Energy healers who work with clients often have a blend of disciplines and skills to draw from, in order to help their clients not only heal the physical body but also help repair emotional trauma from the past, in addition to addressing relational challenges in the present. This broad mandate requires the healer to examine themselves psychologically as a part of their on-going training and skills acquisition. Because many energy healing skills are a transmission of life force or prana (from healer to client) it follows that this prana would be affected by the quality of consciousness of the healer herself, as well as that of the client. From the healer’s side, their ability to process this personal consciousness can be helped tremendously by the study of two disciplines: psychotherapy, and the knowledge of esoteric symbolism.
Psychotherapy has much to offer energy healers, especially in terms of a rich language of personal development, along with understandings of interpersonal psychodynamics. Most people are aware that common terms such as “ego” are psychological concepts, originated by Sigmund Freud. Other familiar terms, such as “collective unconsciousness”, are taken from Carl Jung’s initial work. Each of these psychological systems stress the importance of non-conscious structures in the human experience, those that often hide both our interpretation of our daily reality as well as our moment-to-moment perception. These non-conscious dynamics are the way that the human brain projects hidden aspects of itself out into the world, and onto others. And no one is immune to how this happens. In energy healing circles, this is often simply called “projection”.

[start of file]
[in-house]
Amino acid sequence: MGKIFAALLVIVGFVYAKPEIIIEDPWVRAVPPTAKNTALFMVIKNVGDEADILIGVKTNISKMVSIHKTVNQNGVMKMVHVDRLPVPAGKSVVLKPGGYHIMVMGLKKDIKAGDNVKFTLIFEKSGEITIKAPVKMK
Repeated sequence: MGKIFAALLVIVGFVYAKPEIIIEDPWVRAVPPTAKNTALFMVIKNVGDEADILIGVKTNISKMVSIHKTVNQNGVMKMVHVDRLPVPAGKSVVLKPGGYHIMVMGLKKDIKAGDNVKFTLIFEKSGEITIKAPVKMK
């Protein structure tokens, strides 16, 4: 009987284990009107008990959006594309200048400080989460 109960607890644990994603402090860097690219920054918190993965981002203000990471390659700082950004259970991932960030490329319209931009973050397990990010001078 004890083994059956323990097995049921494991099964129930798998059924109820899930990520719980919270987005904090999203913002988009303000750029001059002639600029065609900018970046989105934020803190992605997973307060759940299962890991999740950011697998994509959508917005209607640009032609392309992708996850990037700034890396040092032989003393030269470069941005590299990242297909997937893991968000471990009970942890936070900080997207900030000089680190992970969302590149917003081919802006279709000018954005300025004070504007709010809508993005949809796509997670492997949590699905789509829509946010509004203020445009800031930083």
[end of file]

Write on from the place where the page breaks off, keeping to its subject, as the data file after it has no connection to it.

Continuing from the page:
There are two sides to our human brain’s projection mechanism. The first could be labelled as a golden or narcissistic projection: one where we ascribe extremely positive (or even divine) qualities onto another. This projection is usually childlike and simplistic but at the same time it is emotionally very powerful. Psychotherapists see it as a positive transference, albeit one that will probably wear off, like a spell. But while the projection remains in place, an individual will refuse or deny anything that conflicts with this, their unconscious positive projections onto another.
A second form of projection is a negative or shadow projection. With this variant we find our hidden fears or insecurities are magnified large, and then layered over another person, or even an entire culture. As with golden (or narcissistic) projection, we do not see the real, three-dimensional person in front of us. What we see is someone holding, unknown to us, our shadow fears, or our infant-level primal anger. At a cultural level we usually refer to this as bigotry. At the individual level, it is whenever we see another in the worse possible light, when we magnify their small human failings into ways we can may even no longer see them as fully human. Where we deny seeing the other as even worthy of love, of human compassion, or of intrinsic value.